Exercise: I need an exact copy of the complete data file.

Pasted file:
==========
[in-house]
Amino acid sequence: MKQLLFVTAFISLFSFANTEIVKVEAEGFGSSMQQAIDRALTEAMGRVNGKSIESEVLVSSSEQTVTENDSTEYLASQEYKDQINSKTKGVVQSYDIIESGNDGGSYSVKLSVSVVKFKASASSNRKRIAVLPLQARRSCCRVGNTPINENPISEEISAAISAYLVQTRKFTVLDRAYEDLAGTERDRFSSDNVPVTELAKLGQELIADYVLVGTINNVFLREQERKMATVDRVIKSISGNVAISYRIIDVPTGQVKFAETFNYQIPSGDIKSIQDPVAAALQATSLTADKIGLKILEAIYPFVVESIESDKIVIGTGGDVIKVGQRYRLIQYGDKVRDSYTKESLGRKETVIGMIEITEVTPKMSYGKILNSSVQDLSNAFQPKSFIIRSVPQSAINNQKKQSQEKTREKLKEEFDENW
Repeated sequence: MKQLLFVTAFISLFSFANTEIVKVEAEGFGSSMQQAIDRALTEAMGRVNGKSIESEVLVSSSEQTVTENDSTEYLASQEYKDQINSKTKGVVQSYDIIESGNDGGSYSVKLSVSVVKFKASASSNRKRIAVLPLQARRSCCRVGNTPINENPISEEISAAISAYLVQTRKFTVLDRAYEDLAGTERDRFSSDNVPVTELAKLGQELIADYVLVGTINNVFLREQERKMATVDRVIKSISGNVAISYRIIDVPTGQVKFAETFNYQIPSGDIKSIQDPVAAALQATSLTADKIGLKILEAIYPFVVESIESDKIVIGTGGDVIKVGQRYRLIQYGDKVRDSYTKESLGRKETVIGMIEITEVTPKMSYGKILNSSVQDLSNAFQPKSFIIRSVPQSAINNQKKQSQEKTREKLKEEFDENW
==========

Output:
[in-house]
Amino acid sequence: MKQLLFVTAFISLFSFANTEIVKVEAEGFGSSMQQAIDRALTEAMGRVNGKSIESEVLVSSSEQTVTENDSTEYLASQEYKDQINSKTKGVVQSYDIIESGNDGGSYSVKLSVSVVKFKASASSNRKRIAVLPLQARRSCCRVGNTPINENPISEEISAAISAYLVQTRKFTVLDRAYEDLAGTERDRFSSDNVPVTELAKLGQELIADYVLVGTINNVFLREQERKMATVDRVIKSISGNVAISYRIIDVPTGQVKFAETFNYQIPSGDIKSIQDPVAAALQATSLTADKIGLKILEAIYPFVVESIESDKIVIGTGGDVIKVGQRYRLIQYGDKVRDSYTKESLGRKETVIGMIEITEVTPKMSYGKILNSSVQDLSNAFQPKSFIIRSVPQSAINNQKKQSQEKTREKLKEEFDENW
Repeated sequence: MKQLLFVTAFISLFSFANTEIVKVEAEGFGSSMQQAIDRALTEAMGRVNGKSIESEVLVSSSEQTVTENDSTEYLASQEYKDQINSKTKGVVQSYDIIESGNDGGSYSVKLSVSVVKFKASASSNRKRIAVLPLQARRSCCRVGNTPINENPISEEISAAISAYLVQTRKFTVLDRAYEDLAGTERDRFSSDNVPVTELAKLGQELIADYVLVGTINNVFLREQERKMATVDRVIKSISGNVAISYRIIDVPTGQVKFAETFNYQIPSGDIKSIQDPVAAALQATSLTADKIGLKILEAIYPFVVESIESDKIVIGTGGDVIKVGQRYRLIQYGDKVRDSYTKESLGRKETVIGMIEITEVTPKMSYGKILNSSVQDLSNAFQPKSFIIRSVPQSAINNQKKQSQEKTREKLKEEFDENW